From poetical to musical sketches

Once this trip starts, and after making several stops in the north of Spain (specifically in Asturias and the Basque Country, where he meets old friends and plays a few gigs that help him defray the cost of the trip), he arrives in a small village located in the Odesa National Park in the Pyrenees, a natural border between Spain and France. There he opens for the first time the recently acquired book by Blake. He finds, at the very beginning, Blake’s Poetical Sketches, which include a short poem entitled Song first by a shepherd, whose first and timely verse is “Welcome, stranger, to this place … “, and immediately a melody emerges as a ray of light to accompany these verses in the most appropriate environment, the high Pyrenean mountains. There also arose Miss Gittipin’s second song.

Song first by a shepherd

It is only the beginning. After several weeks, the protagonist of this story has musicalized twenty-four poems! As well as his first song in Italian, although this is another story… Most of the songs that emerge over the next few days do so in situations analogous to the content of the poem, as in the aforementioned Song first by a shepherd. For example, at a certain moment that Roger needs to rest from driving all day, he leaves the highway and arrives at a charming little town called Colle di Val d’Elsa. In a small park located on a hill in front of the village and the bell tower of its church, the musician sits on a bench to regain strength and watches how a lady takes care of a boy and a girl playing in the field and the swings. After a while, Roger opens the book and finds a poem titled Nurse’s song. The melody appears immediately.

On another occasion, wandering around inner Tuscany, he arrives at a town called Tarquinia, in the heart of Etruria. After having dinner in a tavern of the village, where he is talking for a while with the innkeeper (a nice man who even showed him the Etruscan tombs located in the basement of his bar) he goes to sleep in his car, as usual. After an hour of rest, loud noises awaken him; it seemed like the sky was falling on Tarquinia. It is one of the typical end-of-summer storms in Tuscany. At that moment he decides to spend the night in a tunnel near the town that he had glimpsed in his walk before dinner. In that tunnel, that night, Roger opens the book and a new song is born, The Little Vagabond.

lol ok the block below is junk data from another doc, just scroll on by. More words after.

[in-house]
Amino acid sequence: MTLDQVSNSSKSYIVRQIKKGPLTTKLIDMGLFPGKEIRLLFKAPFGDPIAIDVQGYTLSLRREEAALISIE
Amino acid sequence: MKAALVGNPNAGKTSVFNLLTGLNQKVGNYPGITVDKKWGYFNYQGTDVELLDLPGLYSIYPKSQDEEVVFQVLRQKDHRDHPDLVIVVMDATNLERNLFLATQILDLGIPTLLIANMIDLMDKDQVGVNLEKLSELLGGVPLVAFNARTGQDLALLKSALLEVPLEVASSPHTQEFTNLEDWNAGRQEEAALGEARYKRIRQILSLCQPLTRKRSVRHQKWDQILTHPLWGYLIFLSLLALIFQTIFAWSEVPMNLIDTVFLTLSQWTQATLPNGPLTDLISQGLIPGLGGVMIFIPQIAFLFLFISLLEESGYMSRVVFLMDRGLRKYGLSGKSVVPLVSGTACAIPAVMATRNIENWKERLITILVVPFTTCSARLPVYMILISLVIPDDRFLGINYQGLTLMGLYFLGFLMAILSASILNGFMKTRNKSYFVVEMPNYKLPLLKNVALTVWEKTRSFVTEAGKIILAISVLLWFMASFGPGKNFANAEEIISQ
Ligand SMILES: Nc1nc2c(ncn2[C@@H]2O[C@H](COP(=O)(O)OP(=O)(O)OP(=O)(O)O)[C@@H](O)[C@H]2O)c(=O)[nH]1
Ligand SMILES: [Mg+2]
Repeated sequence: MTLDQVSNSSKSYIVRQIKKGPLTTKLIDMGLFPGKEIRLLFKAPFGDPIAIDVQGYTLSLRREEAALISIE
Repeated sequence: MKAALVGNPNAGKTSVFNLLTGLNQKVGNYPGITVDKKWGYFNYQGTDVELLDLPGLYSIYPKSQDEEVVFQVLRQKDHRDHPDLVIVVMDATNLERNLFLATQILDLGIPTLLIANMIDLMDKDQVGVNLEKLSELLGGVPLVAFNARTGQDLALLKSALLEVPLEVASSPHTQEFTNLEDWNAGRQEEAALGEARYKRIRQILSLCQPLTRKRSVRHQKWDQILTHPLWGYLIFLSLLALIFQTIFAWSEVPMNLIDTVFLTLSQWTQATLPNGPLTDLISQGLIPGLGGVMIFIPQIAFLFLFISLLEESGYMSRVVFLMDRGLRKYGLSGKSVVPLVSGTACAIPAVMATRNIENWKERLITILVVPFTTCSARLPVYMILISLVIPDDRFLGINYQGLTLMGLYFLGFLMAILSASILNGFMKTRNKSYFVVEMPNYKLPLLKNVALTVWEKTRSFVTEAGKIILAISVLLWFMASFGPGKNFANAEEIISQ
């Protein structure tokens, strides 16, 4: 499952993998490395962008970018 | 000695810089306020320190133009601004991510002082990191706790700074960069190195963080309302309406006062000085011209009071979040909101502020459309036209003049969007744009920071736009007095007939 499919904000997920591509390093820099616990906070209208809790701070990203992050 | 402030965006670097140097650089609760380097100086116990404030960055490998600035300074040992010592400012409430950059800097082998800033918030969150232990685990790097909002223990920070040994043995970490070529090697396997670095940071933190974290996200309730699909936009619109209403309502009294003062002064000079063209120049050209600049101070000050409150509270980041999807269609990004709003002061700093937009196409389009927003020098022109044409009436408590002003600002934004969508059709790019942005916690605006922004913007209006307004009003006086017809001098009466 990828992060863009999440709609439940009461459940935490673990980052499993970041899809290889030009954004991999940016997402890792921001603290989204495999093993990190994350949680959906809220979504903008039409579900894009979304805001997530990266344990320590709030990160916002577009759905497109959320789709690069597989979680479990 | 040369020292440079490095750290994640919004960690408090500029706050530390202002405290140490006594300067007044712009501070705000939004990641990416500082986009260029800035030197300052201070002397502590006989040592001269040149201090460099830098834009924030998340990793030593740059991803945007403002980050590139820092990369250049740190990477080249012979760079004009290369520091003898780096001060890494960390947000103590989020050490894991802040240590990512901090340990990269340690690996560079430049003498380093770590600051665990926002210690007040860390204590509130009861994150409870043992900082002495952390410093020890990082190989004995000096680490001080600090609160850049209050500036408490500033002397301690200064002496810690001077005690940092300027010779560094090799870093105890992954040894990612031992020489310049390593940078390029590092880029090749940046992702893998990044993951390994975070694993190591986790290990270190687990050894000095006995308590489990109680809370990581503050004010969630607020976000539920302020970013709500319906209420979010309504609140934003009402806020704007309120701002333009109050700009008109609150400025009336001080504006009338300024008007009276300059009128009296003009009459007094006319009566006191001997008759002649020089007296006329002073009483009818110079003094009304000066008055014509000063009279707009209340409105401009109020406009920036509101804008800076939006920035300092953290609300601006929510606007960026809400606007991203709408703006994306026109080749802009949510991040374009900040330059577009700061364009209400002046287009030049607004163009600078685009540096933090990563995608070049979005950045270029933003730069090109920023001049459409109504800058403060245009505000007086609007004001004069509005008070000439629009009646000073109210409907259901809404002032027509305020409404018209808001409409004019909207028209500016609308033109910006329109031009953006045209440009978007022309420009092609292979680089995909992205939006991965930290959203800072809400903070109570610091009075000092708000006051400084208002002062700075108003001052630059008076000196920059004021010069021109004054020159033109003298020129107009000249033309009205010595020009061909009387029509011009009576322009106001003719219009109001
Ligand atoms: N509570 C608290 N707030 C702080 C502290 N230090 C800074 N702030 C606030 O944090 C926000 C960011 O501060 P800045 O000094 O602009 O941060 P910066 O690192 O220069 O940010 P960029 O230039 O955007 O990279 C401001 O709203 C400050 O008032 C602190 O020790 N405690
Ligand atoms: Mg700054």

Strange mystery flowering

In the same way, many more songs emerge from the inspired mind of this “little vagabond” throughout his journey through the transalpine country. Genoa, Modena, Siena, Florence, the Mediterranean coast, the Adriatic side, Foligno, Assisi and a few other places are some of the ones Roger visit and where many of these songs are created. It is a magical journey, in all senses, which emerges from a strong intuition and in which certain energies that surpass reason and understanding accompany and shield the musician along this adventure; or so he feels. At the end of it, he realises that he has a treasure worthy of being shared with his family, so when he gets home he locks himself up for a few days to register and record these songs with his guitar and voice. It would be nice enjoying them with his family and friends.

Roger Arias
Photograph: Oscar Millarengo © 2018

Shortly after, he decides to record four of them in a more complete and professional way with the help of his sister, Amparo Arias, as second voice of the project and the musician / arranger Raúl Diz, as well as other punctual collaborations, such as the cellist Macarena Montesinos or the bassist Íñigo Uzarmendi.

And that’s the way this EP of four songs was born, accompanied by the desire to be shared with the world thanks to this project, once dreamed by Roger, and in which Blake and other great poets of humanity will be sung. I do hope it has a long and intense journey ahead: Strange Mystery Flower


Notes

Roger Arias is a musician, singer, songwriter and independent producer from Galicia. But above all he is a lover of the nature and the sea, a researcher of the weaknesses of the heart, a portrayer of the society we live in, a passionate reader, an inveterate cinephile, an intrepid traveler, a unique bohemian… activities that have had a strong influence in his music and art through all his albums, videoclips and concerts. Recently he has published a joint album with the Madrid musician Charlie Mysterio, with the name of Os Peregrinos and published by Elefant Records. 

You can find four of Roger’s Blake-inspired songs for Strange Mystery Flower on YouTube and on Bandcamp

NB: This post originally contained a link to an article which we suggested was about Strange Flower Mystery, but as Roger himself quickly pointed out was referring to another band! See our Corrections page.